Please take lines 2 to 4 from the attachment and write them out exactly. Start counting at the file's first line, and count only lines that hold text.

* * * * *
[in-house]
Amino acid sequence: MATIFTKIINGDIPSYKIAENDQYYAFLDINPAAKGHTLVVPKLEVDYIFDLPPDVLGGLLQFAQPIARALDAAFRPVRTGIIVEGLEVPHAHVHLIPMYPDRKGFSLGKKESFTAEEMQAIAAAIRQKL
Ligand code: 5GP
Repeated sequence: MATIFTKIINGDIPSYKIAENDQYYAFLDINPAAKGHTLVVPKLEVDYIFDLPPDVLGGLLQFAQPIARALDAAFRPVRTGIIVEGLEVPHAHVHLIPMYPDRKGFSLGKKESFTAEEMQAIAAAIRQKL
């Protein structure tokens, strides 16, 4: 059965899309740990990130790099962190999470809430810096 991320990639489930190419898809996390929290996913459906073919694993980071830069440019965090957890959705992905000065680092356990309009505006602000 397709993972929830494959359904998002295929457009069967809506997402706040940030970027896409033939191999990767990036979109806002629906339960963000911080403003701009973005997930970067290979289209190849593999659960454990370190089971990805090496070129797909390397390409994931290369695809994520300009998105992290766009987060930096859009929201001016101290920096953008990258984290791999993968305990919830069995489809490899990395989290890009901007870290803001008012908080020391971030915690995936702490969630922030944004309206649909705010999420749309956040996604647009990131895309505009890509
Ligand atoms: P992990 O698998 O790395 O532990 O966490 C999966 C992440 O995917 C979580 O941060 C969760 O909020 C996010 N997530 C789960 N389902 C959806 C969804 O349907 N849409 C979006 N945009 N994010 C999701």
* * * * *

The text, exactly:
Amino acid sequence: MATIFTKIINGDIPSYKIAENDQYYAFLDINPAAKGHTLVVPKLEVDYIFDLPPDVLGGLLQFAQPIARALDAAFRPVRTGIIVEGLEVPHAHVHLIPMYPDRKGFSLGKKESFTAEEMQAIAAAIRQKL
Ligand code: 5GP
Repeated sequence: MATIFTKIINGDIPSYKIAENDQYYAFLDINPAAKGHTLVVPKLEVDYIFDLPPDVLGGLLQFAQPIARALDAAFRPVRTGIIVEGLEVPHAHVHLIPMYPDRKGFSLGKKESFTAEEMQAIAAAIRQKL